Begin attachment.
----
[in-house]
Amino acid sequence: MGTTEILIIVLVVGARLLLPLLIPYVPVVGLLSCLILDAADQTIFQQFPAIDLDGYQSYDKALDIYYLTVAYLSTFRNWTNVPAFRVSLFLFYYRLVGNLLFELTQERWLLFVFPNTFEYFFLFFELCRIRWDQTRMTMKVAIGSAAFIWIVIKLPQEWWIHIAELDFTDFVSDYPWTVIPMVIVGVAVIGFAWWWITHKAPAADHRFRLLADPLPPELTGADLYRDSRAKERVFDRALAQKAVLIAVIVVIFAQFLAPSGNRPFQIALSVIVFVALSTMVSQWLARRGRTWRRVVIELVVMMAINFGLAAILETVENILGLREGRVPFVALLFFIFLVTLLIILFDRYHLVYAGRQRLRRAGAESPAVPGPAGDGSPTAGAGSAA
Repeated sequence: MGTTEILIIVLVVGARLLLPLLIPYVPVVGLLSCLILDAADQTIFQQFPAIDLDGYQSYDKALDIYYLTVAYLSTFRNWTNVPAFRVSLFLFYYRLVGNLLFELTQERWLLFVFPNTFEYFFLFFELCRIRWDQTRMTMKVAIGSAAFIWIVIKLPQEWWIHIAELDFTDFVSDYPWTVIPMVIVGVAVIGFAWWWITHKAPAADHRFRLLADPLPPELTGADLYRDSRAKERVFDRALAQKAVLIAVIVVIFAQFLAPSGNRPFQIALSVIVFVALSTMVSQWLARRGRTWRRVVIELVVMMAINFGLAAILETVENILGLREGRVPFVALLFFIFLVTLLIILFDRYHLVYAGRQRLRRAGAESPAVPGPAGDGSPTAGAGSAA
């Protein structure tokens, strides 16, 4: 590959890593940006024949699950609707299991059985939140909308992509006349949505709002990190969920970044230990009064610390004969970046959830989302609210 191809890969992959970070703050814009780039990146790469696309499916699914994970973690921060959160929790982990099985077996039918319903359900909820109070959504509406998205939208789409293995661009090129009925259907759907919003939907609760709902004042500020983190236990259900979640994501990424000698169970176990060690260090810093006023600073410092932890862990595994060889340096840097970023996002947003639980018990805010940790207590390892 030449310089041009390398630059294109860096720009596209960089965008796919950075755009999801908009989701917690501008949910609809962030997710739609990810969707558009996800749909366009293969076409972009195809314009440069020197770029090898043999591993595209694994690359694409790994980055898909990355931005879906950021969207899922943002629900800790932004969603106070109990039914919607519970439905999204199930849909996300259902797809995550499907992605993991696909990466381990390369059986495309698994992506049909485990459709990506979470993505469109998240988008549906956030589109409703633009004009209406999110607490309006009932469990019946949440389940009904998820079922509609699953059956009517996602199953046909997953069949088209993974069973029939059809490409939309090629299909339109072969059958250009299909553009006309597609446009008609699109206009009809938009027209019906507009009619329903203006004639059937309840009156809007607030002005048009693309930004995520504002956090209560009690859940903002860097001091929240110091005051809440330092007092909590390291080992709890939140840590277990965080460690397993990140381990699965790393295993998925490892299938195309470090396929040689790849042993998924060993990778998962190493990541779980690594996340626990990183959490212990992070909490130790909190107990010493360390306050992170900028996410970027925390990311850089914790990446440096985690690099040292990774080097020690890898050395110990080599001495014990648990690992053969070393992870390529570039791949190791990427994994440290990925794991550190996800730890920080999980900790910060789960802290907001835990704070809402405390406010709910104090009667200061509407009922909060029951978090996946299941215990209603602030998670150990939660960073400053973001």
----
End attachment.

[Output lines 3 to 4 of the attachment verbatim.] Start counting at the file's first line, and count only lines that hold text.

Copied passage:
Repeated sequence: MGTTEILIIVLVVGARLLLPLLIPYVPVVGLLSCLILDAADQTIFQQFPAIDLDGYQSYDKALDIYYLTVAYLSTFRNWTNVPAFRVSLFLFYYRLVGNLLFELTQERWLLFVFPNTFEYFFLFFELCRIRWDQTRMTMKVAIGSAAFIWIVIKLPQEWWIHIAELDFTDFVSDYPWTVIPMVIVGVAVIGFAWWWITHKAPAADHRFRLLADPLPPELTGADLYRDSRAKERVFDRALAQKAVLIAVIVVIFAQFLAPSGNRPFQIALSVIVFVALSTMVSQWLARRGRTWRRVVIELVVMMAINFGLAAILETVENILGLREGRVPFVALLFFIFLVTLLIILFDRYHLVYAGRQRLRRAGAESPAVPGPAGDGSPTAGAGSAA
């Protein structure tokens, strides 16, 4: 590959890593940006024949699950609707299991059985939140909308992509006349949505709002990190969920970044230990009064610390004969970046959830989302609210 191809890969992959970070703050814009780039990146790469696309499916699914994970973690921060959160929790982990099985077996039918319903359900909820109070959504509406998205939208789409293995661009090129009925259907759907919003939907609760709902004042500020983190236990259900979640994501990424000698169970176990060690260090810093006023600073410092932890862990595994060889340096840097970023996002947003639980018990805010940790207590390892 030449310089041009390398630059294109860096720009596209960089965008796919950075755009999801908009989701917690501008949910609809962030997710739609990810969707558009996800749909366009293969076409972009195809314009440069020197770029090898043999591993595209694994690359694409790994980055898909990355931005879906950021969207899922943002629900800790932004969603106070109990039914919607519970439905999204199930849909996300259902797809995550499907992605993991696909990466381990390369059986495309698994992506049909485990459709990506979470993505469109998240988008549906956030589109409703633009004009209406999110607490309006009932469990019946949440389940009904998820079922509609699953059956009517996602199953046909997953069949088209993974069973029939059809490409939309090629299909339109072969059958250009299909553009006309597609446009008609699109206009009809938009027209019906507009009619329903203006004639059937309840009156809007607030002005048009693309930004995520504002956090209560009690859940903002860097001091929240110091005051809440330092007092909590390291080992709890939140840590277990965080460690397993990140381990699965790393295993998925490892299938195309470090396929040689790849042993998924060993990778998962190493990541779980690594996340626990990183959490212990992070909490130790909190107990010493360390306050992170900028996410970027925390990311850089914790990446440096985690690099040292990774080097020690890898050395110990080599001495014990648990690992053969070393992870390529570039791949190791990427994994440290990925794991550190996800730890920080999980900790910060789960802290907001835990704070809402405390406010709910104090009667200061509407009922909060029951978090996946299941215990209603602030998670150990939660960073400053973001």